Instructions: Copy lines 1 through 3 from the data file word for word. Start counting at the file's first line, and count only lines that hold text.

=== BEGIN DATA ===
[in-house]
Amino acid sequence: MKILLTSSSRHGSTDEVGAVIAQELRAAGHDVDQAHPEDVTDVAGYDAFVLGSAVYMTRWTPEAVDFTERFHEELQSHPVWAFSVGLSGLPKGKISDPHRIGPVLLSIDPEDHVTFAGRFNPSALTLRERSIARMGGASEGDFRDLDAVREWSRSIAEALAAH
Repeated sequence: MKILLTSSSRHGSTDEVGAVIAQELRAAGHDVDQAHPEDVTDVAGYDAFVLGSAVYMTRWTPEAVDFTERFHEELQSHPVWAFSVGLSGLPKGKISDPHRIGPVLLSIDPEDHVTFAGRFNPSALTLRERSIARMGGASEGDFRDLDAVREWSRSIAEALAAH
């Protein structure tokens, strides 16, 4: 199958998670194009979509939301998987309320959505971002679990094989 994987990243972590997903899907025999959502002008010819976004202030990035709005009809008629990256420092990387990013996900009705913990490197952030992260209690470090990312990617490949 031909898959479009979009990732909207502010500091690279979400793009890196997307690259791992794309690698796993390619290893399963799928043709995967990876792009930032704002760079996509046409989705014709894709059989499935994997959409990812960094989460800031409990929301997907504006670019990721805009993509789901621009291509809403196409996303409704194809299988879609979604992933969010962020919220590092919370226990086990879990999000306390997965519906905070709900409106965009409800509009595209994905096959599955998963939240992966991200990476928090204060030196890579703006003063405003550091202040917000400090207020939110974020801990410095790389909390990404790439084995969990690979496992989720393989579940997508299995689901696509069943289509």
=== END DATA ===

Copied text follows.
[in-house]
Amino acid sequence: MKILLTSSSRHGSTDEVGAVIAQELRAAGHDVDQAHPEDVTDVAGYDAFVLGSAVYMTRWTPEAVDFTERFHEELQSHPVWAFSVGLSGLPKGKISDPHRIGPVLLSIDPEDHVTFAGRFNPSALTLRERSIARMGGASEGDFRDLDAVREWSRSIAEALAAH
Repeated sequence: MKILLTSSSRHGSTDEVGAVIAQELRAAGHDVDQAHPEDVTDVAGYDAFVLGSAVYMTRWTPEAVDFTERFHEELQSHPVWAFSVGLSGLPKGKISDPHRIGPVLLSIDPEDHVTFAGRFNPSALTLRERSIARMGGASEGDFRDLDAVREWSRSIAEALAAH